I’m excited to share that I’m working on an exciting branding project in the works. Blossom Market Hall, a 14 Vendor Food Hall, will be replacing the San Gabriel Masonic Lodge in San Gabriel, CA.
We’ve already created the logo and just started on the website….the space should be opening by spring or summer 2020. Looking forward to sharing more soon!
264-278 South Mission Drive, San Gabriel, CA
Read more about the project here: Eater Article
The Coffee Company, established in 1978, is a family-run New American Diner, located by LAX, serving locals, tourists and loyal patrons. This was a fun project. It’s menu primarily consists of breakfast and lunch staples along with tasty Cajun and Middle Eastern influenced dishes.
I was hired to give the diner a new visual identity which would carry over to signage, menus and new website. The objective was to create a look that felt “established” (and a little retro) while reflecting the friendly and welcoming place that it is.
The illustration of the restaurant appearing on the menu covers and t-shirts give it a warm friendly neighborhood feel.
It’s a perfect stop if you're traveling to or out of LAX. I highly recommend the ‘shrimp & grits' as well as the "‘corned beef hash topped with two eggs’!
The Coffee Company | 8751 La Tijera Blvd, Westchester, CA | thecoffeecompanyla.com
I had the pleasure of working with the Rustic Canyon Family Restaurant Group on their latest project, Tallula's, located just a block from the beach in Santa Monica. Working with Josh Loeb, Zoe Nathan and Chef Jeremy Fox, I created the visual identity, signage, stationery, menu designs and the website for this charming and fun neighborhood Mexican restaurant.
The restaurant, named after Josh and Zoe's daughter Tallula, has a vibrant and festive atmosphere with an outstanding and creative menu by Chef Jeremy Fox and Chef Mario Alberto.
It was exciting to see the way everything came together, from our initial meetings, to the interior designer's sketches, to construction, printing of materials, and finally seeing them open for business and eating the delicious food.
I'll briefly share with you the branding process below...
The project started with a vision board which sets the mood and tone from the design objectives and positioning established in our initial meeting. Once the mood board and design brief are approved and everyone is on the same page, I start sketching concepts. The sketches above are for the chosen direction: "warm and welcoming".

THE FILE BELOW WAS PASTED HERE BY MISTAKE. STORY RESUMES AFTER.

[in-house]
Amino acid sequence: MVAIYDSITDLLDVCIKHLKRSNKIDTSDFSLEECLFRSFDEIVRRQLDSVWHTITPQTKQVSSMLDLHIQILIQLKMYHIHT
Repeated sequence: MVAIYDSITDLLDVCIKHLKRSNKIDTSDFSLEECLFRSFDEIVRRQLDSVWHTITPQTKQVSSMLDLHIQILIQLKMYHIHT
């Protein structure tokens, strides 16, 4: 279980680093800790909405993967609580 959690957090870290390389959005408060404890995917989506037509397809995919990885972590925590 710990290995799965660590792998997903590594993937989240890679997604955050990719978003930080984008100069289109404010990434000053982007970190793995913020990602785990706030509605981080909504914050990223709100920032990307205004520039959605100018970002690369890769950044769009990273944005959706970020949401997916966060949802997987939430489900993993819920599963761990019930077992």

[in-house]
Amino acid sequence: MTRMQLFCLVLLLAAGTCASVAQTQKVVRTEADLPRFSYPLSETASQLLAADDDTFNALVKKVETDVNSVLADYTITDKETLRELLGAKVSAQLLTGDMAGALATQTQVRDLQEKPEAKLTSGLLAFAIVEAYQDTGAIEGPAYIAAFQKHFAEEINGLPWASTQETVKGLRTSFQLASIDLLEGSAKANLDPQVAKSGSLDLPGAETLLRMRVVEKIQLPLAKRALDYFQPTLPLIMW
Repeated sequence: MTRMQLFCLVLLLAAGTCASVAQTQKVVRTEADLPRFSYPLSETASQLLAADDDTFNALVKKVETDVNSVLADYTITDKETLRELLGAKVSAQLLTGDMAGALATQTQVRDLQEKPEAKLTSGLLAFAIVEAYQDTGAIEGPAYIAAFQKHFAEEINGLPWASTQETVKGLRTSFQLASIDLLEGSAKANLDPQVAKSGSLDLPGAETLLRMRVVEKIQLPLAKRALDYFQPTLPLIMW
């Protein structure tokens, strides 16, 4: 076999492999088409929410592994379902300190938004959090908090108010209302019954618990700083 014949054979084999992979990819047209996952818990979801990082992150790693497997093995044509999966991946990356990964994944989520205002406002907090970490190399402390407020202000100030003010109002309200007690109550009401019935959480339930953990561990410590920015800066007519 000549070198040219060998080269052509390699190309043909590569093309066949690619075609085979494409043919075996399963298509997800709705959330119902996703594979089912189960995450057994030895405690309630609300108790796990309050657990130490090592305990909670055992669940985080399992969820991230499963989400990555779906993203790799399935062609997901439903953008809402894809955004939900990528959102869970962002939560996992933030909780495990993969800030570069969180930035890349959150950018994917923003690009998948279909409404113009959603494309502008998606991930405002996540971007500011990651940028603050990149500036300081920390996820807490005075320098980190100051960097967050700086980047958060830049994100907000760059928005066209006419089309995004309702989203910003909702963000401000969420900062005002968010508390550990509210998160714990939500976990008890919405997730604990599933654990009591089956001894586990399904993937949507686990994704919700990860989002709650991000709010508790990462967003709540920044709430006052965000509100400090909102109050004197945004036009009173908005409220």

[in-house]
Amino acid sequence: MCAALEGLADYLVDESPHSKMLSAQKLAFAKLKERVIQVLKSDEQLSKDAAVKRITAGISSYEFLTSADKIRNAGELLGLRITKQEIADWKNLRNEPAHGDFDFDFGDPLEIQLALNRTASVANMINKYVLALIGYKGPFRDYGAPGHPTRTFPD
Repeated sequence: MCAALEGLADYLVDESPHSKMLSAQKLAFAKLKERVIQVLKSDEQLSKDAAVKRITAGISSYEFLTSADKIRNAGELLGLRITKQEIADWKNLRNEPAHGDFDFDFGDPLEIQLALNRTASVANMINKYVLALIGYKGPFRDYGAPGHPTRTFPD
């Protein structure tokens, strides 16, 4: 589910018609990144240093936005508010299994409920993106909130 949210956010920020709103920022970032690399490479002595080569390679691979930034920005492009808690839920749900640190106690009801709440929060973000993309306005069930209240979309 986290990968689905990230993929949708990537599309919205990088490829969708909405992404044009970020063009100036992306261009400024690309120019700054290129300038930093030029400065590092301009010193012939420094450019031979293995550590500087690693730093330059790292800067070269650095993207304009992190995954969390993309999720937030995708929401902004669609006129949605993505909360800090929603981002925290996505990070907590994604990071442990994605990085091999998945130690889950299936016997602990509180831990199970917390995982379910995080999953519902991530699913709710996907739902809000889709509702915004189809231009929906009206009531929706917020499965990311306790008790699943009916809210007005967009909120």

I ended up manipulating the letterforms a bit in the computer until the logotype felt balanced and legible.
I then created a festive and colorful illustrative pattern inspired by Otomi textiles. The hand-drawing has a folk art feeling to reflect the hand-crafted food and cocktails.
We had the logo and directional signage painted by hand throughout the restaurant.
We created custom lettering for the neon sign at the bar which makes for a popular Instagram shot.
The Tallula's branding carries over to the website design and is programmed from scratch in Wordpress. There were 3 main goals we achieved. First, the site needed to be user-friendly and mobile-friendly with all the information being easily accessible by the user and easy to make a reservation. Second, we needed to showcase the delicious food and stylish interior using large and beautiful photography. Third, it needed to be programmed in a way that was super easy for the client to update all on their own; this included the main text on all pages, food and drink menus, hours & special events, photos, and adding press articles.
If you find yourself in Santa Monica, you must check out Tallula's. Or heck, make a special trip! I promise you won't be disappointed. This is truly a special place, with delectable food and cocktails to boot!
Tallula’s | 118 Entrada Drive, Santa Monica, CA | tallulasrestaurant.com
Photography: Rick Poon
Interior Design: Oonagh Ryan Architects
If you need help with a branding project, please feel free to contact me.
I first discovered and fell in love with Otomi Tenango embroidery on a trip to Mexico City with my grandmother years ago.
These colorful patterns were first created by an indigenous group called the Otomi living in a town called Tenango de Doria, just north of Mexico City. In the 1960s, they suffered a severe drought which destroyed their farming, so they were forced to pivot and focus on another industry: textiles. Their designs were inspired by nearby cave paintings, and were made using brightly colored embroidery.
These vibrant colors and patterns make me so happy and bring joy into a space. I've been seeing the Otomi textiles (traditional and inspired) more lately. They were a source of inspiration for a recent branding project which I will reveal soon!